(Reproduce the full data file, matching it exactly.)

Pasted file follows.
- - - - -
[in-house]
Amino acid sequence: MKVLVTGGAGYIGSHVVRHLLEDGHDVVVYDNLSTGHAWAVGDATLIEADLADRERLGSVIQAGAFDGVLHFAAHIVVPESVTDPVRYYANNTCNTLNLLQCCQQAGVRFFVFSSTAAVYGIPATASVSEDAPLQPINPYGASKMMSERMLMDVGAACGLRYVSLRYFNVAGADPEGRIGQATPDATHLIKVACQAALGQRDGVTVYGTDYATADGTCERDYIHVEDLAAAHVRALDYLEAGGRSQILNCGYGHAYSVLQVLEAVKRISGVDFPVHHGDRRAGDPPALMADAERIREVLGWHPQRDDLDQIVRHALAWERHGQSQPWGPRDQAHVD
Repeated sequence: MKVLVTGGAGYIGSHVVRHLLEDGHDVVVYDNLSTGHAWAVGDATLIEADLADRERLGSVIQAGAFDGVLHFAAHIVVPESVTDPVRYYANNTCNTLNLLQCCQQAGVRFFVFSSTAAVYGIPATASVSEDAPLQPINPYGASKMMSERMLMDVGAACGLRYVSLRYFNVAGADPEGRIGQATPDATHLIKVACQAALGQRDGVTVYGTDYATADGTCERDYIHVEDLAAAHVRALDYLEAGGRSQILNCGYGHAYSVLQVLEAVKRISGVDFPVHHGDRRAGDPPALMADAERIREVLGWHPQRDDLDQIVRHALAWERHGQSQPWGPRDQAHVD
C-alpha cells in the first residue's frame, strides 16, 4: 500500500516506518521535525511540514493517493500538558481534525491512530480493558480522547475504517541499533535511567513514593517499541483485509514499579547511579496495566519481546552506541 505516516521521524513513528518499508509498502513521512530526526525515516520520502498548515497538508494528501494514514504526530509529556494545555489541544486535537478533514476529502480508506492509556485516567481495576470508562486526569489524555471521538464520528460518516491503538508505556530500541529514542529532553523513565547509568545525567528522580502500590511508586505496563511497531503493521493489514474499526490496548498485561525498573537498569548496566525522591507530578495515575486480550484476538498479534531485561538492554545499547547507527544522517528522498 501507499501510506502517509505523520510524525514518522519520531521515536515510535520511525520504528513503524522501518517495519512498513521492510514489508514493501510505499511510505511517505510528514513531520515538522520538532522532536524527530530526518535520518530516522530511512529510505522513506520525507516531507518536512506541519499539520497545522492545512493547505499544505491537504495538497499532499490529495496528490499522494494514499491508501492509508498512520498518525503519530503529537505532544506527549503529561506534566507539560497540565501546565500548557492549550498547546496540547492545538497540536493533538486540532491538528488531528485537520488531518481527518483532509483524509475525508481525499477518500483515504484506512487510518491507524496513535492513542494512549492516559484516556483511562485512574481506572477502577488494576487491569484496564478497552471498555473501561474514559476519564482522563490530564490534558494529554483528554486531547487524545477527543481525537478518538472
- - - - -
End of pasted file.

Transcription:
[in-house]
Amino acid sequence: MKVLVTGGAGYIGSHVVRHLLEDGHDVVVYDNLSTGHAWAVGDATLIEADLADRERLGSVIQAGAFDGVLHFAAHIVVPESVTDPVRYYANNTCNTLNLLQCCQQAGVRFFVFSSTAAVYGIPATASVSEDAPLQPINPYGASKMMSERMLMDVGAACGLRYVSLRYFNVAGADPEGRIGQATPDATHLIKVACQAALGQRDGVTVYGTDYATADGTCERDYIHVEDLAAAHVRALDYLEAGGRSQILNCGYGHAYSVLQVLEAVKRISGVDFPVHHGDRRAGDPPALMADAERIREVLGWHPQRDDLDQIVRHALAWERHGQSQPWGPRDQAHVD
Repeated sequence: MKVLVTGGAGYIGSHVVRHLLEDGHDVVVYDNLSTGHAWAVGDATLIEADLADRERLGSVIQAGAFDGVLHFAAHIVVPESVTDPVRYYANNTCNTLNLLQCCQQAGVRFFVFSSTAAVYGIPATASVSEDAPLQPINPYGASKMMSERMLMDVGAACGLRYVSLRYFNVAGADPEGRIGQATPDATHLIKVACQAALGQRDGVTVYGTDYATADGTCERDYIHVEDLAAAHVRALDYLEAGGRSQILNCGYGHAYSVLQVLEAVKRISGVDFPVHHGDRRAGDPPALMADAERIREVLGWHPQRDDLDQIVRHALAWERHGQSQPWGPRDQAHVD
C-alpha cells in the first residue's frame, strides 16, 4: 500500500516506518521535525511540514493517493500538558481534525491512530480493558480522547475504517541499533535511567513514593517499541483485509514499579547511579496495566519481546552506541 505516516521521524513513528518499508509498502513521512530526526525515516520520502498548515497538508494528501494514514504526530509529556494545555489541544486535537478533514476529502480508506492509556485516567481495576470508562486526569489524555471521538464520528460518516491503538508505556530500541529514542529532553523513565547509568545525567528522580502500590511508586505496563511497531503493521493489514474499526490496548498485561525498573537498569548496566525522591507530578495515575486480550484476538498479534531485561538492554545499547547507527544522517528522498 501507499501510506502517509505523520510524525514518522519520531521515536515510535520511525520504528513503524522501518517495519512498513521492510514489508514493501510505499511510505511517505510528514513531520515538522520538532522532536524527530530526518535520518530516522530511512529510505522513506520525507516531507518536512506541519499539520497545522492545512493547505499544505491537504495538497499532499490529495496528490499522494494514499491508501492509508498512520498518525503519530503529537505532544506527549503529561506534566507539560497540565501546565500548557492549550498547546496540547492545538497540536493533538486540532491538528488531528485537520488531518481527518483532509483524509475525508481525499477518500483515504484506512487510518491507524496513535492513542494512549492516559484516556483511562485512574481506572477502577488494576487491569484496564478497552471498555473501561474514559476519564482522563490530564490534558494529554483528554486531547487524545477527543481525537478518538472